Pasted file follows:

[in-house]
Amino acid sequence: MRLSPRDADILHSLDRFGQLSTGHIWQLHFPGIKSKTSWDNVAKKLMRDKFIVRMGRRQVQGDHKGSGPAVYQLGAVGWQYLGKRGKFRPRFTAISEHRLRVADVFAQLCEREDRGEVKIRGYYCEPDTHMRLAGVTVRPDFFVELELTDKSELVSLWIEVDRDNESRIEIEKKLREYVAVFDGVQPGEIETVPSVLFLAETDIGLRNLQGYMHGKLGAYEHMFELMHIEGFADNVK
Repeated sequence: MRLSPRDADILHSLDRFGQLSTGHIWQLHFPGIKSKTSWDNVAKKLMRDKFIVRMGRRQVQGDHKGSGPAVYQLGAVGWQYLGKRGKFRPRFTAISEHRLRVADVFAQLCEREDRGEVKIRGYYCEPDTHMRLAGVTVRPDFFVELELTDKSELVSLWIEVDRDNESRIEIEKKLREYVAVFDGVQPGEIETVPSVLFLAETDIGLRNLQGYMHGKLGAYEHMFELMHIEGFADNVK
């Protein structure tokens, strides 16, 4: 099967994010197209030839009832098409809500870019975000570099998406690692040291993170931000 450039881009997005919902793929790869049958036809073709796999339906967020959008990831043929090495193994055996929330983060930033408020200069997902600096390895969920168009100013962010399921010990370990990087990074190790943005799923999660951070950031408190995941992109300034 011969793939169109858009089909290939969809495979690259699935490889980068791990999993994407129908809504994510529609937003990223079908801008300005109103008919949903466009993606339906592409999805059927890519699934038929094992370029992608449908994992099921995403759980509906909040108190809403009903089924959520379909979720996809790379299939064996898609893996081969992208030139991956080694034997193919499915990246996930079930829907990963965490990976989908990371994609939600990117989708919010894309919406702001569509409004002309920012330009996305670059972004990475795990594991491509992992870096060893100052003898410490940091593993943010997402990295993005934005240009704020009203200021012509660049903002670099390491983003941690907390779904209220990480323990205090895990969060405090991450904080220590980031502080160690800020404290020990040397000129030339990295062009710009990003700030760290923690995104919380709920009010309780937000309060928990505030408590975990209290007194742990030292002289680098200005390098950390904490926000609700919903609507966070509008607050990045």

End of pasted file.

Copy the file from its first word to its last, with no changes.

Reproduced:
[in-house]
Amino acid sequence: MRLSPRDADILHSLDRFGQLSTGHIWQLHFPGIKSKTSWDNVAKKLMRDKFIVRMGRRQVQGDHKGSGPAVYQLGAVGWQYLGKRGKFRPRFTAISEHRLRVADVFAQLCEREDRGEVKIRGYYCEPDTHMRLAGVTVRPDFFVELELTDKSELVSLWIEVDRDNESRIEIEKKLREYVAVFDGVQPGEIETVPSVLFLAETDIGLRNLQGYMHGKLGAYEHMFELMHIEGFADNVK
Repeated sequence: MRLSPRDADILHSLDRFGQLSTGHIWQLHFPGIKSKTSWDNVAKKLMRDKFIVRMGRRQVQGDHKGSGPAVYQLGAVGWQYLGKRGKFRPRFTAISEHRLRVADVFAQLCEREDRGEVKIRGYYCEPDTHMRLAGVTVRPDFFVELELTDKSELVSLWIEVDRDNESRIEIEKKLREYVAVFDGVQPGEIETVPSVLFLAETDIGLRNLQGYMHGKLGAYEHMFELMHIEGFADNVK
């Protein structure tokens, strides 16, 4: 099967994010197209030839009832098409809500870019975000570099998406690692040291993170931000 450039881009997005919902793929790869049958036809073709796999339906967020959008990831043929090495193994055996929330983060930033408020200069997902600096390895969920168009100013962010399921010990370990990087990074190790943005799923999660951070950031408190995941992109300034 011969793939169109858009089909290939969809495979690259699935490889980068791990999993994407129908809504994510529609937003990223079908801008300005109103008919949903466009993606339906592409999805059927890519699934038929094992370029992608449908994992099921995403759980509906909040108190809403009903089924959520379909979720996809790379299939064996898609893996081969992208030139991956080694034997193919499915990246996930079930829907990963965490990976989908990371994609939600990117989708919010894309919406702001569509409004002309920012330009996305670059972004990475795990594991491509992992870096060893100052003898410490940091593993943010997402990295993005934005240009704020009203200021012509660049903002670099390491983003941690907390779904209220990480323990205090895990969060405090991450904080220590980031502080160690800020404290020990040397000129030339990295062009710009990003700030760290923690995104919380709920009010309780937000309060928990505030408590975990209290007194742990030292002289680098200005390098950390904490926000609700919903609507966070509008607050990045």